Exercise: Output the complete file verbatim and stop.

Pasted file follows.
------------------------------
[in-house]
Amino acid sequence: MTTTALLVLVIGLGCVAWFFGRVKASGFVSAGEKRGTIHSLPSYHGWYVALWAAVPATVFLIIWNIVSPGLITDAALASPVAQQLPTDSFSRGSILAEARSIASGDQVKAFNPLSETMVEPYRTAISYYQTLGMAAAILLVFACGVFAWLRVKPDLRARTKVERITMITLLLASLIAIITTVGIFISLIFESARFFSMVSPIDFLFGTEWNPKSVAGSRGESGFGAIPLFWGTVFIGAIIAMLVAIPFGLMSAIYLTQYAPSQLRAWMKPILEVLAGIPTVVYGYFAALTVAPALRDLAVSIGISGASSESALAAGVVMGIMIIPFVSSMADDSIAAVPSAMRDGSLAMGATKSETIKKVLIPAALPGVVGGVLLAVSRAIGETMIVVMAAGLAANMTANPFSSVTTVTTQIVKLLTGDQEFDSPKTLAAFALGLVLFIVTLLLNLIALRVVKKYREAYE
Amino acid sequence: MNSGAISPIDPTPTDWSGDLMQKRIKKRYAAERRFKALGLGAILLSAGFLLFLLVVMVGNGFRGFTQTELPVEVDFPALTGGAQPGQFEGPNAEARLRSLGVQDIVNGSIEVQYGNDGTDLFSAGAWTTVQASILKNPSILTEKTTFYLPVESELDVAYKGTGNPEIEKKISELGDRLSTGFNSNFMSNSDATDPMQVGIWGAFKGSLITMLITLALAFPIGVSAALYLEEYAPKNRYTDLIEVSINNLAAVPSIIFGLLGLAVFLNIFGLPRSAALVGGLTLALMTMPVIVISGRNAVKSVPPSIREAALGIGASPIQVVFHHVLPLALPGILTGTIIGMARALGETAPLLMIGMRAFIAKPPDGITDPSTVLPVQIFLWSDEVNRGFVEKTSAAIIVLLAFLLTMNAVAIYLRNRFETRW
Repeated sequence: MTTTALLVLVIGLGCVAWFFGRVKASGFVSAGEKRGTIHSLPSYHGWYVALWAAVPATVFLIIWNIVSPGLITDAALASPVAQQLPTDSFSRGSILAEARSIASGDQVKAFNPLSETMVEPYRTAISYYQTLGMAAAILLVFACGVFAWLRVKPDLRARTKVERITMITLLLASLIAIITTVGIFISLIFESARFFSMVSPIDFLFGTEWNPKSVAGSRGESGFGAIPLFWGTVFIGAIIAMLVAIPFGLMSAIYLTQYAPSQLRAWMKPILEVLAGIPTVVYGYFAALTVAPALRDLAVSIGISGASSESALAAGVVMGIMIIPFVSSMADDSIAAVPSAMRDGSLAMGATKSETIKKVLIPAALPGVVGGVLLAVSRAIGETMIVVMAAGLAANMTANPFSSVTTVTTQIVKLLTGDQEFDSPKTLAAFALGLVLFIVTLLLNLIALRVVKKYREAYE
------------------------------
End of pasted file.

[in-house]
Amino acid sequence: MTTTALLVLVIGLGCVAWFFGRVKASGFVSAGEKRGTIHSLPSYHGWYVALWAAVPATVFLIIWNIVSPGLITDAALASPVAQQLPTDSFSRGSILAEARSIASGDQVKAFNPLSETMVEPYRTAISYYQTLGMAAAILLVFACGVFAWLRVKPDLRARTKVERITMITLLLASLIAIITTVGIFISLIFESARFFSMVSPIDFLFGTEWNPKSVAGSRGESGFGAIPLFWGTVFIGAIIAMLVAIPFGLMSAIYLTQYAPSQLRAWMKPILEVLAGIPTVVYGYFAALTVAPALRDLAVSIGISGASSESALAAGVVMGIMIIPFVSSMADDSIAAVPSAMRDGSLAMGATKSETIKKVLIPAALPGVVGGVLLAVSRAIGETMIVVMAAGLAANMTANPFSSVTTVTTQIVKLLTGDQEFDSPKTLAAFALGLVLFIVTLLLNLIALRVVKKYREAYE
Amino acid sequence: MNSGAISPIDPTPTDWSGDLMQKRIKKRYAAERRFKALGLGAILLSAGFLLFLLVVMVGNGFRGFTQTELPVEVDFPALTGGAQPGQFEGPNAEARLRSLGVQDIVNGSIEVQYGNDGTDLFSAGAWTTVQASILKNPSILTEKTTFYLPVESELDVAYKGTGNPEIEKKISELGDRLSTGFNSNFMSNSDATDPMQVGIWGAFKGSLITMLITLALAFPIGVSAALYLEEYAPKNRYTDLIEVSINNLAAVPSIIFGLLGLAVFLNIFGLPRSAALVGGLTLALMTMPVIVISGRNAVKSVPPSIREAALGIGASPIQVVFHHVLPLALPGILTGTIIGMARALGETAPLLMIGMRAFIAKPPDGITDPSTVLPVQIFLWSDEVNRGFVEKTSAAIIVLLAFLLTMNAVAIYLRNRFETRW
Repeated sequence: MTTTALLVLVIGLGCVAWFFGRVKASGFVSAGEKRGTIHSLPSYHGWYVALWAAVPATVFLIIWNIVSPGLITDAALASPVAQQLPTDSFSRGSILAEARSIASGDQVKAFNPLSETMVEPYRTAISYYQTLGMAAAILLVFACGVFAWLRVKPDLRARTKVERITMITLLLASLIAIITTVGIFISLIFESARFFSMVSPIDFLFGTEWNPKSVAGSRGESGFGAIPLFWGTVFIGAIIAMLVAIPFGLMSAIYLTQYAPSQLRAWMKPILEVLAGIPTVVYGYFAALTVAPALRDLAVSIGISGASSESALAAGVVMGIMIIPFVSSMADDSIAAVPSAMRDGSLAMGATKSETIKKVLIPAALPGVVGGVLLAVSRAIGETMIVVMAAGLAANMTANPFSSVTTVTTQIVKLLTGDQEFDSPKTLAAFALGLVLFIVTLLLNLIALRVVKKYREAYE